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British Bikes / Re: Smiths Speedo Drive
« Last post by L.A.B. on September 27, 2020, 02:09:13 PM »
According to the Smiths list, the correct speedo drive gearbox for a Norton Electra would be a 2:1 reversing BG 5330/257.

The speedo would be an SSM 2001/02 and 5ft. 2 inch DF 9110/00 cable.
   
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British Bikes / Re: Smiths Speedo Drive
« Last post by Mark M on September 27, 2020, 09:31:28 AM »
Yes, Rex is right about the cables being different. Fortunately Hitchcocks Motorcycles sell a selection of lengths with the correct Smiths fitting at the drive end (rear wheel) and the appropriate Metric (12mm?) fitting at the instrument end. He is also correct about the cable entry point on the Indian speedometers but they are also deeper in section than either Smiths Magnetic or Chronometric units which might be an issue on some makes, especially if it's mounted in a headlight shell.
REgards, Mark
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British Bikes / Re: Smiths Speedo Drive
« Last post by Rex on September 27, 2020, 08:38:32 AM »
The Indian stuff looks OK if you just want to fill the space where a speedo should be, but as the speedo heads are all magnetic the cable entry is central unlike Chrono heads where the cable entry is off-set, and this causes fitting problems for some bikes.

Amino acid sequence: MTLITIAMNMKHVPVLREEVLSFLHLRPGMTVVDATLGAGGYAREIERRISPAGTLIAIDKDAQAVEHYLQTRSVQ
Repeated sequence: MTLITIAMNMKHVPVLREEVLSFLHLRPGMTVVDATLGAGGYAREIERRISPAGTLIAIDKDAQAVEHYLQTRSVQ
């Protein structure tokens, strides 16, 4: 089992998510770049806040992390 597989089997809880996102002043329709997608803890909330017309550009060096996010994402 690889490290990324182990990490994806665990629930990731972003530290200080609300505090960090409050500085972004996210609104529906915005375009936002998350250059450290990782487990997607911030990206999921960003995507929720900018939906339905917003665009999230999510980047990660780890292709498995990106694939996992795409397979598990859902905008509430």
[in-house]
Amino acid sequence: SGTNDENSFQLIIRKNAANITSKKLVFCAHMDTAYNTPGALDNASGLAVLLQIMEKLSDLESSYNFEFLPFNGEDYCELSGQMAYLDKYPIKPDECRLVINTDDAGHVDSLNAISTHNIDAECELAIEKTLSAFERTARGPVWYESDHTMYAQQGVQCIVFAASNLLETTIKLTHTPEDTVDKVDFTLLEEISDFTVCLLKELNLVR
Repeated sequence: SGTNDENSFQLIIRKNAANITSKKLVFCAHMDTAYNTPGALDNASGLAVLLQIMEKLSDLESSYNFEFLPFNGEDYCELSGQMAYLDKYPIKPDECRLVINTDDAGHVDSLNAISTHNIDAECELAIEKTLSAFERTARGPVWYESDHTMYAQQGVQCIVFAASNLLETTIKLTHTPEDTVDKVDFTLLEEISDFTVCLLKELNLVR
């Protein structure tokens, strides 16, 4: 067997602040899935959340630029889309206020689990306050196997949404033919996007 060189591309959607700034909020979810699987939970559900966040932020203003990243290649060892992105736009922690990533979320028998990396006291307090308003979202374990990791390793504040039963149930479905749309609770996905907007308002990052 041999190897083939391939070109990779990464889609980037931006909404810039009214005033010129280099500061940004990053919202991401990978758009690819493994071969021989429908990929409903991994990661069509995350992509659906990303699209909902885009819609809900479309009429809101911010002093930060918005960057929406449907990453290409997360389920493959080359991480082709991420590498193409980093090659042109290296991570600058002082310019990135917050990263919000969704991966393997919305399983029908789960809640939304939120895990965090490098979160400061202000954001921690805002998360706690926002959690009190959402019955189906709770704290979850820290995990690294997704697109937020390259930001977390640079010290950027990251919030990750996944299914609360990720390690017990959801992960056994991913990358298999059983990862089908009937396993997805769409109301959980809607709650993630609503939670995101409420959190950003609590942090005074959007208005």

I wasn't aware that the Indian stuff had any variables with regards to ratios etc, and in my (thankfully limited experience) they only have two settings, new or fecked, and with a month's gap between the two.
But then for twenty quid.... :-\
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British Bikes / Re: Smiths Speedo Drive
« Last post by R on September 26, 2020, 11:21:03 PM »
If this is for your Electra ?, you need to study the parts book to see what Smiths speedo drive AND SPEEDO was specified.

Somewhere about then, speedos switched from chronometric (clock mechanism) to magnetic type, and the speedo
drives switched from generally being 2:1 ratio to 12:15 ratio.
The numbers on the speedo face will tell you what you have, and need in the way of speedo drives, but need some interpreting.

Be aware that India now supplies a vast range of replica stuff, but you need to be sure what you need for it all to work together,
they supply a number of varieties that are not entirely equivalent to what used to be supplied.
Beware in particular of 12mm fittings on cables and speedos, this is a new standard and must all be matched.
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Japanese Bikes / Re: Help with idle/compression on suzuki gt125.
« Last post by murdo on September 26, 2020, 10:11:40 PM »
Right, have you checked to see that the coils are getting 12 volt, that they are within range for resistance (both primary and secondary), that the plug wires and caps have the correct resistance, that the condensers are within spec and the points are set correctly. (Do this to eliminate any variables in the sparks)
Have you cleaned the pipes/baffles yet?